Pros and Cons to Consider Before Screening for Your Contract Needs
When a company finds itself in need of an IT pro, hiring managers and IT recruiters begin sifting through a variety of resumes – weeding out candidates based on predetermined requirements for the role they are hoping to fill. In the past, one such requirement has been a consultant’s acquisition of a 4-year degree. However, many new initiatives and developments in the world of IT have necessitated a change in that mode of thinking. While we certainly wouldn’t turn this prerequisite on its head (screening for IT pros without a college degree) in many cases it has become an outdated mode of elimination. So before beginning the search to fill your upcoming contract needs, consider these positives and negatives to an IT pro having or not having a diploma. Doing so can help you make an educated decision about what you’re REALLY looking for, and can help you find the best resource for your needs.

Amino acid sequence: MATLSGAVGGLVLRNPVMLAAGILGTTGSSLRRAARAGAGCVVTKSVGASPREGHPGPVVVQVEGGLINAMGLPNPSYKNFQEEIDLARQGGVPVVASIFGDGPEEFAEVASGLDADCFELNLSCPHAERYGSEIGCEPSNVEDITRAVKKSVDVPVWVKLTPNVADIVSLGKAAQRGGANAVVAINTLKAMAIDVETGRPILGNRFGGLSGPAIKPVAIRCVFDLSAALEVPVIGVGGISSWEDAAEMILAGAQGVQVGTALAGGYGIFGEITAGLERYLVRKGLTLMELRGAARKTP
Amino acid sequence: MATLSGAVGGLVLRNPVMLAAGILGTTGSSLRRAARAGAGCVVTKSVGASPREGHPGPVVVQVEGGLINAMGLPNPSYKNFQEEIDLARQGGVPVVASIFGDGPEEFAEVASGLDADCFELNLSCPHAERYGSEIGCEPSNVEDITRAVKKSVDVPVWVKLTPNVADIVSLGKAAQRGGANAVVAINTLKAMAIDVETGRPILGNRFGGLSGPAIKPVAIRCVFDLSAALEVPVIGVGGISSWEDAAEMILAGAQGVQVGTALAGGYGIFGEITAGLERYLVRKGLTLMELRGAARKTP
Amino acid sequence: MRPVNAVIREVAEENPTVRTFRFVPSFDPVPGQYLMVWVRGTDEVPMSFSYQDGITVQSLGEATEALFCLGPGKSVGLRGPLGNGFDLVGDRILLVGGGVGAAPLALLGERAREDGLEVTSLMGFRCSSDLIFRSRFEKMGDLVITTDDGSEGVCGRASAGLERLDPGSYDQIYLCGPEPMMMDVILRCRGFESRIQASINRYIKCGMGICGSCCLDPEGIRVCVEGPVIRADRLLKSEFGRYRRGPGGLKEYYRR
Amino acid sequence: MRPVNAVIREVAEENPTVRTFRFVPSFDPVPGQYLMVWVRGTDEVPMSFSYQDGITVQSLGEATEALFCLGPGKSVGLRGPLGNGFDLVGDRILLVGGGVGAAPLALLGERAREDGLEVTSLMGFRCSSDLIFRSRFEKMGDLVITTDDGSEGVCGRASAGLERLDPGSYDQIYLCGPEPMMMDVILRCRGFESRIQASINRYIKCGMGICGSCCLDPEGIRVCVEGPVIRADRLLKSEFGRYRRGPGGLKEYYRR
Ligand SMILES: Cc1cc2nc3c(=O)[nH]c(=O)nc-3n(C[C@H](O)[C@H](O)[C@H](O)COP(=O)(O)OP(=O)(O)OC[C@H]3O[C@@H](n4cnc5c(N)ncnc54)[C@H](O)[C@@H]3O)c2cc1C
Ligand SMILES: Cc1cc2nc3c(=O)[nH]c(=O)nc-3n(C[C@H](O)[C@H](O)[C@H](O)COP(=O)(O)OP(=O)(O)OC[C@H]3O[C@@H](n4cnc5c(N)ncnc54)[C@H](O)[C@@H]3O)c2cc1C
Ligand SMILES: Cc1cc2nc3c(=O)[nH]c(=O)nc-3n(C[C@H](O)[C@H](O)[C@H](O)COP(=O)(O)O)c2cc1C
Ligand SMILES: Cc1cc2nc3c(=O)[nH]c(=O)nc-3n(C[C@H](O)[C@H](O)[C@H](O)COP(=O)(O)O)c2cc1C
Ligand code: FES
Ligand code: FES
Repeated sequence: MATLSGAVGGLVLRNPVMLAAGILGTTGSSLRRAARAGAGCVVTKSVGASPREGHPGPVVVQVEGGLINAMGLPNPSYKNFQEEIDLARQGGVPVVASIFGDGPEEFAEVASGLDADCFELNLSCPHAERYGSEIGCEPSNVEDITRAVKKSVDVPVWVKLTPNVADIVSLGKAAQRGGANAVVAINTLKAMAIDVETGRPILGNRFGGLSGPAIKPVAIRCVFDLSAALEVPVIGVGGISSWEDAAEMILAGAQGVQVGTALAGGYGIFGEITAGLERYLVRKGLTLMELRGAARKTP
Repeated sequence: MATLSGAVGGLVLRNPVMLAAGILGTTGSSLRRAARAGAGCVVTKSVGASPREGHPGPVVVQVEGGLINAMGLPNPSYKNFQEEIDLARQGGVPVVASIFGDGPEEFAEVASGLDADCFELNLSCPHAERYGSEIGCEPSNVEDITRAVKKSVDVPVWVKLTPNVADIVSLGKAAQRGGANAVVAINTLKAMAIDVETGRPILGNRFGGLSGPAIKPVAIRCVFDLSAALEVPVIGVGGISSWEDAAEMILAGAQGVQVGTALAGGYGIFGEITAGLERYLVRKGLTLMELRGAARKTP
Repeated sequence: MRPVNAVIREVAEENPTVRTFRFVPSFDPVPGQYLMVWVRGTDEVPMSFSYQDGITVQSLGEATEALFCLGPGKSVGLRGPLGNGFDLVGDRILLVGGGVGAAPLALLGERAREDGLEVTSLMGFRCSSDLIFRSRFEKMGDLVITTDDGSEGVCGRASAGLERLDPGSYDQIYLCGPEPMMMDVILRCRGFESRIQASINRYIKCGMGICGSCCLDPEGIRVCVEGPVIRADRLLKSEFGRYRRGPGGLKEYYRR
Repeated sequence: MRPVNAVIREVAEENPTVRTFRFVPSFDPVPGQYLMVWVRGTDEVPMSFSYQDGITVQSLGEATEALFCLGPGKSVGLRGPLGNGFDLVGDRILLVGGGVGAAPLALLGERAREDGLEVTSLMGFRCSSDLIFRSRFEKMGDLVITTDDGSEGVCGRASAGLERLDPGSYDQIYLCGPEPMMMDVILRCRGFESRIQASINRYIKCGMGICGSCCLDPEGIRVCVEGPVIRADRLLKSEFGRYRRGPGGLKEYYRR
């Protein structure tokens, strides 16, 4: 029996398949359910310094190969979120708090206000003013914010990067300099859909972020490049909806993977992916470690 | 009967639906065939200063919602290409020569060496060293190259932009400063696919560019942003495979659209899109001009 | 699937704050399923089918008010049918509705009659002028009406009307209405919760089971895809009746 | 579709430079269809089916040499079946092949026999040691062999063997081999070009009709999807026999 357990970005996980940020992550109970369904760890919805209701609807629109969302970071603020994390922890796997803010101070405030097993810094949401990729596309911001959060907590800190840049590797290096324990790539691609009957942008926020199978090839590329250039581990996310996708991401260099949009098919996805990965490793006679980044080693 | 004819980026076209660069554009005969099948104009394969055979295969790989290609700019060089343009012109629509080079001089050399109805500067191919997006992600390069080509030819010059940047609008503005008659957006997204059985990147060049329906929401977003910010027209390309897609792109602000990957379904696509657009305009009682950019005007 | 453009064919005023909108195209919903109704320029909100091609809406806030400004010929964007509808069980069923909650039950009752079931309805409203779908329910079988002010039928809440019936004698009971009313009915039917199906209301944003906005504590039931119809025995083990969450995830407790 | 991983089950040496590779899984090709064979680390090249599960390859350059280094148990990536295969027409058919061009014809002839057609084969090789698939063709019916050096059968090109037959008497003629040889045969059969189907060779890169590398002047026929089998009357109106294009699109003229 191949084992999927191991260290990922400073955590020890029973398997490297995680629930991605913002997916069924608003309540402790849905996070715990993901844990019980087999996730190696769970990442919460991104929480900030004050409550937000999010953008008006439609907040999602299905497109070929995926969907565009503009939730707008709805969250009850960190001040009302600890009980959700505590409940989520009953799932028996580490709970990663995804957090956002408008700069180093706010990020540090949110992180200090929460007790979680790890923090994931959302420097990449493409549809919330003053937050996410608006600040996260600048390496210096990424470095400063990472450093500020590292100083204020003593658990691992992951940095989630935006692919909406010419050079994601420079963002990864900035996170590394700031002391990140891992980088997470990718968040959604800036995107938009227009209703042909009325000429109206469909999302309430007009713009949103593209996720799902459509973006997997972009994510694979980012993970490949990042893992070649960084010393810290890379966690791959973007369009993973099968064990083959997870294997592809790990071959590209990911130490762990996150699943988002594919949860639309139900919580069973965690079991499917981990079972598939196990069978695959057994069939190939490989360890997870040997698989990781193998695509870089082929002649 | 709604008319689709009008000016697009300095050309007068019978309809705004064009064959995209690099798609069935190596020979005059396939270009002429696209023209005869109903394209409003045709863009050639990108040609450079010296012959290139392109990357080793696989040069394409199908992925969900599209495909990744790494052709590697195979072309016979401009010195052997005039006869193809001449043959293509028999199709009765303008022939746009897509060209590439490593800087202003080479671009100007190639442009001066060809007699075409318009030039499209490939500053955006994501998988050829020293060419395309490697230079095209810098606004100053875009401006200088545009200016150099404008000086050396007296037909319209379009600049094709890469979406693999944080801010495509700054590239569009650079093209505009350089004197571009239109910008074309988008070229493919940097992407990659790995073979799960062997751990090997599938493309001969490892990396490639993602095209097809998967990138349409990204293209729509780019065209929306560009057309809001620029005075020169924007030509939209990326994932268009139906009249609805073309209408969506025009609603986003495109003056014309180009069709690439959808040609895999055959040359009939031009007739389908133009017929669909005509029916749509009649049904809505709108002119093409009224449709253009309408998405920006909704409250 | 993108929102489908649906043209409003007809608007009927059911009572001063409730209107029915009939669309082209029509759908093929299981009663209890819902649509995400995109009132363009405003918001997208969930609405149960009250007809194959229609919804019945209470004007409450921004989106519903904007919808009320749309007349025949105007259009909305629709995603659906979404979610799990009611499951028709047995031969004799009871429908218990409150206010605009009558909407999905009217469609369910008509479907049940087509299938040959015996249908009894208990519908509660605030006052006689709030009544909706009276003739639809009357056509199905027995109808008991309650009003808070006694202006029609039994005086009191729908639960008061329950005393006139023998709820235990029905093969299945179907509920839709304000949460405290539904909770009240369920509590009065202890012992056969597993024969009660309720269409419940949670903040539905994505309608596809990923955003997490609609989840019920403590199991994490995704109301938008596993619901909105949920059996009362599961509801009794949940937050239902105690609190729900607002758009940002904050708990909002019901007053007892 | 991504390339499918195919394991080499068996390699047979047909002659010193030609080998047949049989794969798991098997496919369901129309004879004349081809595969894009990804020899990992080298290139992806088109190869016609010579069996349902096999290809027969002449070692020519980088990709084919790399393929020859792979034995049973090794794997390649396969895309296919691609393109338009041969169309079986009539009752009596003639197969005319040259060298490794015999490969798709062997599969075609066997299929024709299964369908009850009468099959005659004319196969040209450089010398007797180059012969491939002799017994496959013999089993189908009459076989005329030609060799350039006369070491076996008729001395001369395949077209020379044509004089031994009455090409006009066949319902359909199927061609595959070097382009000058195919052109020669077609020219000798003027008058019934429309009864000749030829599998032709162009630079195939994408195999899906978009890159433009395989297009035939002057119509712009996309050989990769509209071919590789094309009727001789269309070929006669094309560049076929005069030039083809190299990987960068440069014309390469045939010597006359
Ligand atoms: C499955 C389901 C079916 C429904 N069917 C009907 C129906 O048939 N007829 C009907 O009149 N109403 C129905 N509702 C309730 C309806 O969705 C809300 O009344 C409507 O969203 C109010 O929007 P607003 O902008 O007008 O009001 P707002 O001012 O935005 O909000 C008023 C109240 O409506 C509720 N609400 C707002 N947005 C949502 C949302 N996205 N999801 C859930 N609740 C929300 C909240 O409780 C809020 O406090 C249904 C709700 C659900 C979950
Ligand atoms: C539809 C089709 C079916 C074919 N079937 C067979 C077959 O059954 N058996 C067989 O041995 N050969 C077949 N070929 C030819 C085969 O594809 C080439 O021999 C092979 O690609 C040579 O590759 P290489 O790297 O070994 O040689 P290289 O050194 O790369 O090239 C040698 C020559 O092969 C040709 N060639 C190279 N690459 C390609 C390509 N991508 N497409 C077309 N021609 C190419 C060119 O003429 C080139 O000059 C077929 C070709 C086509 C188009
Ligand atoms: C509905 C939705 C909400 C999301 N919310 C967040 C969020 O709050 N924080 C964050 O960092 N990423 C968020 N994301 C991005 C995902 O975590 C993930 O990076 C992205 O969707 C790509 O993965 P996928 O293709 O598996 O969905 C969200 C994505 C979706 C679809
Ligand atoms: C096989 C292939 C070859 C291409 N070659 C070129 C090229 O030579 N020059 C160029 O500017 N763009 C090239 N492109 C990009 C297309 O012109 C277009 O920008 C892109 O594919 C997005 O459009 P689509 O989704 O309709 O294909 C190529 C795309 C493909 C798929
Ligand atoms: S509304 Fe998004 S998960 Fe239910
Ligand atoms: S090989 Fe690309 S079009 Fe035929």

LinkedIn has revolutionized the way recruiters and hiring managers are able to interact with IT consultants. The Clash may have been talking about a relationship dilemma in their hit song, “Should I Stay or Should I Go,” but with so many profiles on LinkedIn and limited time to look through them, IT recruiters can’t help but ask themselves that question in the first few seconds of viewing a LinkedIn profile. While this has ultimately been a positive change for all parties, the expectations that come along with an online presence can lead recruiters to feeling that an otherwise qualified IT pro will be “double trouble”. The ESP IT recruiting team is here to “let you know” what you can do with your photo and summary to make them “stay” on your page and consider you a viable candidate for your dream IT gig.